Let’s say I invested twice as much in the stock market. What could happen? Well, I could lose twice as much if something went wrong. But that would hardly destroy me. I’d probably be no worse off than I am now, and it’s unlikely to happen anyway. On the flip side what if I double it up? For sure there’s a lot I could do with those profits!
Now think about your own goals. Maybe you want to work on your health at the same time as grow your business. Maybe you want to keep focused on work yet your relationship needs attention too and you want to find a way to strengthen your relationship. Maybe you want to improve your marketing skills. Maybe you want to build an email list. So why not go for it?
Because fear is powerful. It makes us believe that doing something different will undo everything we’ve worked for. What we must do is fight the belief that we could lose everything, because it’s really the thing that keeps us stuck.
Enter the “Hedonic Treadmill”
Remember how excited you were to experience something for the first time, like the very first car you ever had? Many times the excitement over a new car you drive now, even though it may be nicer and more expensive, pales in comparison to the excitement you felt over your very first car. Social scientists like to talk about something called the “hedonic treadmill.” It basically says that we very quickly get used to good things. Once we get used to something it becomes part of our expectations for what is “good.” We quickly adapt to the great things that happen in our life (a new car, a new job, a marriage, a new income level, etc) and the same things that used to give us a “high” or a rush are now just status quo and expected.
That doesn’t mean that long term a steady relationship or lucrative career doesn’t bring happiness. What it means is that we adapt to achieving things quickly and constantly go for more.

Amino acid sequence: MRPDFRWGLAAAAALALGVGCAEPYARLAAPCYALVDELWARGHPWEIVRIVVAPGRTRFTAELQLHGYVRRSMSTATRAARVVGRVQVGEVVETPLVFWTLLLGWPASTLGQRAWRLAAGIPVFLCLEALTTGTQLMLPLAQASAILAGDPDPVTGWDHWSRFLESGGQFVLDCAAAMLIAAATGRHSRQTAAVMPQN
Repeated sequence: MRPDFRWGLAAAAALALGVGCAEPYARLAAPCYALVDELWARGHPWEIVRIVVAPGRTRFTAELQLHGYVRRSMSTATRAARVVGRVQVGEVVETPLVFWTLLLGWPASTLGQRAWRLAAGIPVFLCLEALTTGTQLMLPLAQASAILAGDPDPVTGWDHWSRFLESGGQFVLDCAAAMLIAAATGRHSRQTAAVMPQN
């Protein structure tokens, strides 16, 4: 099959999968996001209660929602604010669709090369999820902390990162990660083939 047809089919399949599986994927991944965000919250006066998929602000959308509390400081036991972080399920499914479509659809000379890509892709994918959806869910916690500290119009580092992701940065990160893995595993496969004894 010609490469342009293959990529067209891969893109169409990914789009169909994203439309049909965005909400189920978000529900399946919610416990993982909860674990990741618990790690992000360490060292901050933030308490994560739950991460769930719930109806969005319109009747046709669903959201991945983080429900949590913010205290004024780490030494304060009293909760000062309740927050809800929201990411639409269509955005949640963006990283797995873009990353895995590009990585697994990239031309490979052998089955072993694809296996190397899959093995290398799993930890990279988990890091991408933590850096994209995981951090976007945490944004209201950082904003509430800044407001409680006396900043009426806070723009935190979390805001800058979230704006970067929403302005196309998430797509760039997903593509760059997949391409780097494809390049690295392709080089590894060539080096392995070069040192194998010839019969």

Conversely, on our quest to get more, we also want to hold on to things. We don’t want to lose things. Do you see what I mean? We have less tolerance for losing and a high tolerance for gains!
And that also keeps us stuck. That my friends is the psychology behind Loss Aversion.
Here’s an example. Let’s say you get an offer from an incredible client. Say Steven Spielberg calls, and he wants you to manage his entire marketing team. He’s offering to pay you a million bucks a year, but if you can’t get the job done, he’ll fire you in 30 days. Here is how the mind works. You haven’t gotten the million dollars yet, but the brain already moves to the “What If?” of losing the million dollars you could gain!
Even if you took the job and bombed, you haven’t lost everything. You would have lost a great new opportunity, and that would be painful. But you still would have your existing clients. You still have your bank account. The opportunity is the only thing that was lost, so why not go for it? If you do the math, it doesn’t make sense not to.
The only way to take these challenges head on is to become emotionally competent, and to maintain your belief that the next time will be better. You have to kill the belief that trying something new could cost you everything, because that belief is almost always a lie.
You must get rid of it now. Otherwise you’ll stay stuck (and not grow). And for me that’s unacceptable.
What about you? Are you willing to push past the nerves and a fear and do the great things you were meant to do? I believe you are.